The joy of less

17 January 2020

Sometime in June last year, I found myself looking around at the stuff that my husband and I have amassed over a 20-year period and wondered how on earth we were going to pack up our lives and start fresh in New Zealand.

The stuff

There was the garage; full of all the random stuff that over the years I had tactfully suggested didn’t belong in the house – like the fishing rods, the tools, brewery equipment, spare Land Rover tyres, extra beds etc. It was filled wall to wall. Three cars, an off-road camping trailer, a standard trailer, and a food truck. And a 2-person kayak, and a 2-person inflatable kayak. And the bicycles, and gym equipment!

Let’s not forget the additional storage unit we rented, as well as the other storage room underneath the stairs where we stored all the other stuff. A five-bedroom house filled with more stuff than we could possibly use. All of which had to be sorted into stay, go, or give away piles.

After we had filled up a 20ft container with all our worldly possessions, we started giving stuff away. From full grocery cupboards full of food and two chest freezers full of meat to kitchen stuff, linen and clothes. Oh my gosh…bags and bags full of clothes were given away.

I cannot begin to think of the cost and wasted money that we have spent over the course of two decades.

You see, we are those people who want to camp in luxury and always invite newbies along, so “don’t worry, we have an extra tent, and stretchers and sleeping bags”. And we are the entertainers that can easily accommodate 25 guests without having to borrow additional cutlery.

I would also diligently buy the household groceries once a month, regardless of whether or not we still had a whole freezer full of meat, enough toiletries for a year and spices for a village. I was being ‘budget conscious’.

A fresh start

We arrived in Wellington with a suitcase each. We rented a home, and we needed some basic items to tide us over until our container arrived 6 weeks later.

We borrowed 2 lonely single foam mattresses from a friend, and off we went to the Sallies.  What an amazing place! We bought 4 plates, 4 glasses, 2 couches, 1 double bed, 2 camp chairs and felt like kings.

I bought a few kitchen and bedding basics from Kmart and we were set. We rented a TV and washing machine from Mr Rental, and my boss gifted us a few bedside tables and chest of drawers.

We were playing house in our new house!

I was enjoying the absolute serenity of not having a lot of stuff. For the first time in my adult life, I felt like I could breathe in my own home. And I never realised that I felt stifled by the sheer volume of tangible goods. Because I thought that I had applied judgement whenever I bought anything new.   

And then the container arrived

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All of my previous crap was back, it had followed us! From the sentimental items and family heirlooms, to boxes and boxes of clothes and kitchen items.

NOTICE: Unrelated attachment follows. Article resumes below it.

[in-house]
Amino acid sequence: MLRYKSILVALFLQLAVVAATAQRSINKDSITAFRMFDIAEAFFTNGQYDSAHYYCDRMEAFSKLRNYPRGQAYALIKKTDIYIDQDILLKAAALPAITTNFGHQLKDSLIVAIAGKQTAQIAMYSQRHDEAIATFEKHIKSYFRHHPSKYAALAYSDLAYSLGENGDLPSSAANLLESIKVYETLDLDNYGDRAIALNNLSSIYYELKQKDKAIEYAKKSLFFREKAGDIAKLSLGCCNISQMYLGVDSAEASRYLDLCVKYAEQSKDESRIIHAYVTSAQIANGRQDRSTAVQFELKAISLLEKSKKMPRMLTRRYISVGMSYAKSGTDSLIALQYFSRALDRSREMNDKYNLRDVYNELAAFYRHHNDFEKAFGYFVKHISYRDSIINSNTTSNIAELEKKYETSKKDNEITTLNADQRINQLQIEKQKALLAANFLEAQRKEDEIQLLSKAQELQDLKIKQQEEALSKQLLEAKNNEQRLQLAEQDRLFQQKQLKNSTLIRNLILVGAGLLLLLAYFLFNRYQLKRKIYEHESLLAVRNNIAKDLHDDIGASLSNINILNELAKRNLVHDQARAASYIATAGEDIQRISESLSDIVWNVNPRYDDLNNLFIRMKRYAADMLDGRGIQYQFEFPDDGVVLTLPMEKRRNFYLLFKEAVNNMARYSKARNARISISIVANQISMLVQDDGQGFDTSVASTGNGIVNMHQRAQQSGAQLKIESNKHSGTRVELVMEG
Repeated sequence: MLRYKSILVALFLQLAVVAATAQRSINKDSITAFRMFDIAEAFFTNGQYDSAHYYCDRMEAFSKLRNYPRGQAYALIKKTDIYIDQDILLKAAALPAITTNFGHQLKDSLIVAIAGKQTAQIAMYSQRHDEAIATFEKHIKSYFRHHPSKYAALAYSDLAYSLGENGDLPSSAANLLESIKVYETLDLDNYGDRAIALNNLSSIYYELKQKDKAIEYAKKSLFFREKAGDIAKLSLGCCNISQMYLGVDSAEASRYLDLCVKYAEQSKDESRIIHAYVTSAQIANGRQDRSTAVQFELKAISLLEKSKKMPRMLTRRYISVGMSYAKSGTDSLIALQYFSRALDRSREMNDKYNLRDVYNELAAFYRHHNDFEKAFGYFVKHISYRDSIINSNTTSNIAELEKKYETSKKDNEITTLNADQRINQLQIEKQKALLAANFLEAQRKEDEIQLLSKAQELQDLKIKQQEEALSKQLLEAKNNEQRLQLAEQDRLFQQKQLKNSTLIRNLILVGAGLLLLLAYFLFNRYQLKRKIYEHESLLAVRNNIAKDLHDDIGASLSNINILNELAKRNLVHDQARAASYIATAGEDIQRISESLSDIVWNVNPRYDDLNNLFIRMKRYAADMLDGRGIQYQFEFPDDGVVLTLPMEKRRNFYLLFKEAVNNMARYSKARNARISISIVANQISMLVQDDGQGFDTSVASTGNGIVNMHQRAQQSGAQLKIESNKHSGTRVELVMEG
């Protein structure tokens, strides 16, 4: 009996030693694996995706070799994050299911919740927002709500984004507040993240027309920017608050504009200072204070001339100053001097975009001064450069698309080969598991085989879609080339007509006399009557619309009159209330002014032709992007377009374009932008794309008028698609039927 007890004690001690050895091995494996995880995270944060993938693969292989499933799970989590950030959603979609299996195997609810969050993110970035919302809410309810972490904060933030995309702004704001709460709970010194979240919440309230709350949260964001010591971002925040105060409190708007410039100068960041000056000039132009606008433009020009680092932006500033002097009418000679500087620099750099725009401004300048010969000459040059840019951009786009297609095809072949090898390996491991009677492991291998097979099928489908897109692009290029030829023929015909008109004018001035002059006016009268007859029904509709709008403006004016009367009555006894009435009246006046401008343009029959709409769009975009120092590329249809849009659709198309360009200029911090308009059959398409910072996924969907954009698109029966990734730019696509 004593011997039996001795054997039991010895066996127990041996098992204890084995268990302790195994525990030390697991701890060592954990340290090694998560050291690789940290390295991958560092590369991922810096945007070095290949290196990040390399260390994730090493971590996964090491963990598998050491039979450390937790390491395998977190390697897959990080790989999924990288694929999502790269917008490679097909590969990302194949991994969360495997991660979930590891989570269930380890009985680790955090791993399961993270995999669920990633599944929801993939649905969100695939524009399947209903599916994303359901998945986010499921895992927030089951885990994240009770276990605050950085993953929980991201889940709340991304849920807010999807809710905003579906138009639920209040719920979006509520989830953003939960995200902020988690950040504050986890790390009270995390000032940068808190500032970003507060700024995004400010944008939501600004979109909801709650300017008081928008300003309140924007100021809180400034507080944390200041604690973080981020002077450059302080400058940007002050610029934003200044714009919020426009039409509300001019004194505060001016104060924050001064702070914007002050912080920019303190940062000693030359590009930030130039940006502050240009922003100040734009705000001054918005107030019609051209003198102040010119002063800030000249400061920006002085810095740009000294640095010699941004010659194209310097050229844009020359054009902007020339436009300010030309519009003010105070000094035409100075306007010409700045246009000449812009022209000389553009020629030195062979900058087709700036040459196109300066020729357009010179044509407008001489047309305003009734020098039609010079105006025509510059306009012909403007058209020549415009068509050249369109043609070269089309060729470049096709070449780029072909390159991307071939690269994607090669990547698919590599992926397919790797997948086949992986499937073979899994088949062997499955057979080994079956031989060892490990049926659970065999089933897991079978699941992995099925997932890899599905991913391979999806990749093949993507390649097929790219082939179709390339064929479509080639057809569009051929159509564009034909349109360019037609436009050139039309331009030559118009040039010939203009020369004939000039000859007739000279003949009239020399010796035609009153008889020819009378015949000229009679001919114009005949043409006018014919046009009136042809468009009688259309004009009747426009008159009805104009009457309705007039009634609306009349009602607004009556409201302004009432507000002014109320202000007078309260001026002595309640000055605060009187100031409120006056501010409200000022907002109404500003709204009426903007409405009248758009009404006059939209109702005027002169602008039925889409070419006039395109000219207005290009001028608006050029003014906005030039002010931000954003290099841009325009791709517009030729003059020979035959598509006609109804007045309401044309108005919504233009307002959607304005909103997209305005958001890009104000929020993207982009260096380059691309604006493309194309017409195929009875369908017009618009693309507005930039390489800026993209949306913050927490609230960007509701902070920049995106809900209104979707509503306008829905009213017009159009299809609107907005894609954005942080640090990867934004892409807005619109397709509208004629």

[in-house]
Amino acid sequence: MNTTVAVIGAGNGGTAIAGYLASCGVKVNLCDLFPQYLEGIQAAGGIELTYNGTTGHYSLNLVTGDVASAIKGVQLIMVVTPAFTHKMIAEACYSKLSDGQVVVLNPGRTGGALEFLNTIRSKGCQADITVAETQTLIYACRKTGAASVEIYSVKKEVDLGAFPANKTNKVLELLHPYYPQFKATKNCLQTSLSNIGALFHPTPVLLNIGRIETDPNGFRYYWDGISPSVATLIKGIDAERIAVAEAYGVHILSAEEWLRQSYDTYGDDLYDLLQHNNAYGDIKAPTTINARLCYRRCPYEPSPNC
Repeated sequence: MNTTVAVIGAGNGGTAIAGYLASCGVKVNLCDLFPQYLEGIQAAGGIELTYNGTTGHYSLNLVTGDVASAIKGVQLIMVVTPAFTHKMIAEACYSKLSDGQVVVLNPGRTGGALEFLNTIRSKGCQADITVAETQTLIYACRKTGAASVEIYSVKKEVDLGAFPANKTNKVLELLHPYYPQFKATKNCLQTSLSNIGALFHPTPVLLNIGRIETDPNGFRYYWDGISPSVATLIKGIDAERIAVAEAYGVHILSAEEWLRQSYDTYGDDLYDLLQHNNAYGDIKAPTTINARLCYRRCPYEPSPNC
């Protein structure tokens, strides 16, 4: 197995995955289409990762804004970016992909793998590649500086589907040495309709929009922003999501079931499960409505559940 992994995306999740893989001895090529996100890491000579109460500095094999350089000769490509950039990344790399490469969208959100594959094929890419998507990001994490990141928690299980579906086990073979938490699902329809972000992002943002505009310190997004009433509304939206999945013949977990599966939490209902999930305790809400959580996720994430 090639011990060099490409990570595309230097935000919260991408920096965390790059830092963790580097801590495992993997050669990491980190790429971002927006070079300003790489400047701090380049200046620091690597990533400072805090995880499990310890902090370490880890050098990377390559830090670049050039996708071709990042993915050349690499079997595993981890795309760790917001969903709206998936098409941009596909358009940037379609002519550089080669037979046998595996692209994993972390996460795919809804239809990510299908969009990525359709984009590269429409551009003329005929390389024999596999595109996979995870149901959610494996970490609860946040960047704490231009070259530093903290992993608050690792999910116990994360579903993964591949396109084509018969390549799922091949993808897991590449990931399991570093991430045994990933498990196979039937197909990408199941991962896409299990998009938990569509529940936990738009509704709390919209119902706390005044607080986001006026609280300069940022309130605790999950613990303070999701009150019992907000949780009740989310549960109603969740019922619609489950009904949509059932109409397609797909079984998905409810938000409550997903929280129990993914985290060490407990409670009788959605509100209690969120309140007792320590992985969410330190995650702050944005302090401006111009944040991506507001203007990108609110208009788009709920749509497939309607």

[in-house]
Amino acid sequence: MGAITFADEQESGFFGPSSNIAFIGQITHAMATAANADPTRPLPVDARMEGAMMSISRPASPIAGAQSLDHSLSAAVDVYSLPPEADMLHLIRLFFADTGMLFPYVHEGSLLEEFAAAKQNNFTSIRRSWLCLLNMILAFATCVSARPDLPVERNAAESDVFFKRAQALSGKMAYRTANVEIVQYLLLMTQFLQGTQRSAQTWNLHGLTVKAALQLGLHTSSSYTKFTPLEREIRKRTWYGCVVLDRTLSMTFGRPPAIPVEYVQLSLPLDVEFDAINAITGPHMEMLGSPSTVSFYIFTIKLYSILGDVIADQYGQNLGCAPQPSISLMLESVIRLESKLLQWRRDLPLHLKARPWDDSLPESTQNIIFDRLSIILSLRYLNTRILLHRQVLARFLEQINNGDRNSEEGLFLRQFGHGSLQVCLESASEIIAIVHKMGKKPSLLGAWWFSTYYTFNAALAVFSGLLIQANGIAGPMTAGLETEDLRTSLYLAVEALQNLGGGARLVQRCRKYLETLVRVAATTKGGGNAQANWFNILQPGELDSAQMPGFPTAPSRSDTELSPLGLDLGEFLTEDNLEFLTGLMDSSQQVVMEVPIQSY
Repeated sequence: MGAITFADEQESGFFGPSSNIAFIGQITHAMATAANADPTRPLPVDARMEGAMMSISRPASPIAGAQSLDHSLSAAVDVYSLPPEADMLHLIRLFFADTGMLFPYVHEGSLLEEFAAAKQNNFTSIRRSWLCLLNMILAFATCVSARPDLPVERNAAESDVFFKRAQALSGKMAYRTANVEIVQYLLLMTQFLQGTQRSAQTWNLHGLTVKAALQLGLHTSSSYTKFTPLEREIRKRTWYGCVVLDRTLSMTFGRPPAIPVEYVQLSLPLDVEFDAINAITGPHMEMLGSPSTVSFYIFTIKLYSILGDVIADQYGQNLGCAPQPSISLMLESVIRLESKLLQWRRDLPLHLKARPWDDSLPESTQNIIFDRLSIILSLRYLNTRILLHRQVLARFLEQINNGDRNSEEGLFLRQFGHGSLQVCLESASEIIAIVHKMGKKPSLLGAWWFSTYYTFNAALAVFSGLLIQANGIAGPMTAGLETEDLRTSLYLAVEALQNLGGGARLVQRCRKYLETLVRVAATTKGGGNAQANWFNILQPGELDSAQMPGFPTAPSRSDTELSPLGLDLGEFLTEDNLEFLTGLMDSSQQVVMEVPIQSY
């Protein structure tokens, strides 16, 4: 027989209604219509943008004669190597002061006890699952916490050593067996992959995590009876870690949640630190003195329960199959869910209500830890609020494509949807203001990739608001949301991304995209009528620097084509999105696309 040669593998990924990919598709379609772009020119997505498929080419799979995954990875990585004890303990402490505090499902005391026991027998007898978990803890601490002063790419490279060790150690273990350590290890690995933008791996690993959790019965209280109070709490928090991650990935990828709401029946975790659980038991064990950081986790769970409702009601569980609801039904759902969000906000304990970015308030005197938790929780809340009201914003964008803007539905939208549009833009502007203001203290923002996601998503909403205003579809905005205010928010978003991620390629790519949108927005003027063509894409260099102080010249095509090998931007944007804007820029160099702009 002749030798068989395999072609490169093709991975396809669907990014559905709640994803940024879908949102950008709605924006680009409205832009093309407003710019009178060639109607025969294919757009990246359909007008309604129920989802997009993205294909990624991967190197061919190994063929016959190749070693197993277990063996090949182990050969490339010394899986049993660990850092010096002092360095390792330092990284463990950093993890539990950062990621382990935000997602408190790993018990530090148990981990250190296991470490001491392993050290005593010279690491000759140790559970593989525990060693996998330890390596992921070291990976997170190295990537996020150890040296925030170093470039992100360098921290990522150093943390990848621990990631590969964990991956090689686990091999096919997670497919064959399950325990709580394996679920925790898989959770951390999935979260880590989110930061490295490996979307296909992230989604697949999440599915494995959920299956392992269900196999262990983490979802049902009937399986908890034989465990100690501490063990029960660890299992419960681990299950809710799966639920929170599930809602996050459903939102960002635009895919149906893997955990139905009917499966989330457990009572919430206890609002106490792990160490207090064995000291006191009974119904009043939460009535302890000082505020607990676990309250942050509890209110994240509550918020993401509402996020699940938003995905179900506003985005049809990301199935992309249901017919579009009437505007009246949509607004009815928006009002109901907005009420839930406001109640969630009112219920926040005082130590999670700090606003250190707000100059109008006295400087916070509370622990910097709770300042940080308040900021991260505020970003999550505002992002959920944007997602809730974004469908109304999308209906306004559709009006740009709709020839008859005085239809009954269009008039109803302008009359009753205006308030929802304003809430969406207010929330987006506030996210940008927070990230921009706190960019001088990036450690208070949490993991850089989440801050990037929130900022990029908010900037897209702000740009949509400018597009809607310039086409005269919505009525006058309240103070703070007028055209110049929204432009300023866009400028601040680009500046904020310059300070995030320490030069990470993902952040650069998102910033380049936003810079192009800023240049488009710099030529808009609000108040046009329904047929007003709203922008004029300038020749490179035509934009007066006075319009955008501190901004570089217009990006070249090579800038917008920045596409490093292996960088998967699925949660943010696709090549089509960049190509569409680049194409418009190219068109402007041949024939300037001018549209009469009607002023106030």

But I’ve learnt the joy of less. Of the 6 boxes of clothes that were mine, I donated 3 to Sallies. Of the 24 wine glasses and dessert bowls, I kept only 6. If any item of furniture looked like it was going to take up space without being used, we donated it.

I no longer do grocery shopping on a schedule. I only buy what we need, and whilst I’m aware of the budgetary pitfalls that may cause, I manage most days to stick to the list (apart from a random pack of Tim Tams that mysteriously appear in my trolley).

I’ve acknowledged that I definitely use retail therapy as a reward or to brighten my mood. Even if my mood is bright already. As an example, Pandora launched a Harry Potter collection of charms last year, and I decided I needed All. Of. Them.

Luckily, my budget didn’t stretch quite that far... 


New decade, new me

The new 2020 me has changed her approach. If I reach my monthly savings goal (and not dip back to it sometime during the month) I may reward myself with one new charm at the end of the period.

I love how New Zealanders aren’t status conscious. Before, I was privileged to drive beautiful cars, but the debt was killing me. Now, I drive a 2006 Mom van, and we bought it with cash. It’s such a relief not to have finance payments.

I also have no debt. No credit cards, no store-cards, no cell phone contracts. We still have various financial commitments in our previous country, which means we need to balance two budgets, but we manage.

For the first time ever, we have been able to save and we diligently stick to it. There is peace that comes from the knowledge that you have a bit of breathing room.

As a treat, we still go out as a family, but we make more conscientious choices. For example, as our boys are teenagers, we’ve realized that they actually don’t enjoy going out with Mom and Dad to restaurants anymore, so now we do different activities with them. It’s more about spending quality time together – e.g. watch a Phoenix match, and we can save eating out for Dad and me.

My life lessons

Moving countries isn’t for the faint hearted! It takes time to adjust to your new home. But it’s been liberating in many ways. The key things I’ve learnt from this process:

  1. Declutter and donate
  2. Delay gratification – depending on the item, make yourself wait at least two weeks before buying anything
  3. Set savings goals for every pay period – with a little carrot for reaching them!
  4. Identify suitable treats for your family that promotes quality over quantity.
  5. If you are considering liquidating any of your assets, speak to a Financial Adviser about options of where to invest your new-found cash
Michelle Author

By Michelle Calitz

Michelle is the Senior Commercial Manager at Booster. She loves exploring Wellington surrounds with her husband and 2 boys, and weekend afternoon naps are non-negotiable, as well as squeezing in at least one fictional novel a week.